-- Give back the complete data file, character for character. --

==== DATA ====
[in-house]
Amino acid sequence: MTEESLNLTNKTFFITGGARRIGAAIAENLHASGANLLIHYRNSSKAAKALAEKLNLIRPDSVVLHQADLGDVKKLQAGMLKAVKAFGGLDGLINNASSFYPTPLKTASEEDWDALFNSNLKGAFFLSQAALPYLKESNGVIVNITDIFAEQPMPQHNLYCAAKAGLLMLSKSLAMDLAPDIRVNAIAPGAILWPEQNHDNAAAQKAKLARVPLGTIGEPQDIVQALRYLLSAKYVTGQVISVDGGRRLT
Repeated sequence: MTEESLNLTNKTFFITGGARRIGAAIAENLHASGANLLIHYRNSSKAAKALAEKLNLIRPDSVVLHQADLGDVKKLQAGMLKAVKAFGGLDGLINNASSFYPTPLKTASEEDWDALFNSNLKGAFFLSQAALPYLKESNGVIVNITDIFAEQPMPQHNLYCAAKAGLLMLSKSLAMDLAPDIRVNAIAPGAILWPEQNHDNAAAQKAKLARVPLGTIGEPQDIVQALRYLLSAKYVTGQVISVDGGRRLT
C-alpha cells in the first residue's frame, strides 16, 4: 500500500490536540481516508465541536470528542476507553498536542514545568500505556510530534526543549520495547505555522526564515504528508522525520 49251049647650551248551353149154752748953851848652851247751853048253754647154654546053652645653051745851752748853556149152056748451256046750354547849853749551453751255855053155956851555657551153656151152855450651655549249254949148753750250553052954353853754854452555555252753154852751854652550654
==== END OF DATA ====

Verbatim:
[in-house]
Amino acid sequence: MTEESLNLTNKTFFITGGARRIGAAIAENLHASGANLLIHYRNSSKAAKALAEKLNLIRPDSVVLHQADLGDVKKLQAGMLKAVKAFGGLDGLINNASSFYPTPLKTASEEDWDALFNSNLKGAFFLSQAALPYLKESNGVIVNITDIFAEQPMPQHNLYCAAKAGLLMLSKSLAMDLAPDIRVNAIAPGAILWPEQNHDNAAAQKAKLARVPLGTIGEPQDIVQALRYLLSAKYVTGQVISVDGGRRLT
Repeated sequence: MTEESLNLTNKTFFITGGARRIGAAIAENLHASGANLLIHYRNSSKAAKALAEKLNLIRPDSVVLHQADLGDVKKLQAGMLKAVKAFGGLDGLINNASSFYPTPLKTASEEDWDALFNSNLKGAFFLSQAALPYLKESNGVIVNITDIFAEQPMPQHNLYCAAKAGLLMLSKSLAMDLAPDIRVNAIAPGAILWPEQNHDNAAAQKAKLARVPLGTIGEPQDIVQALRYLLSAKYVTGQVISVDGGRRLT
C-alpha cells in the first residue's frame, strides 16, 4: 500500500490536540481516508465541536470528542476507553498536542514545568500505556510530534526543549520495547505555522526564515504528508522525520 49251049647650551248551353149154752748953851848652851247751853048253754647154654546053652645653051745851752748853556149152056748451256046750354547849853749551453751255855053155956851555657551153656151152855450651655549249254949148753750250553052954353853754854452555555252753154852751854652550654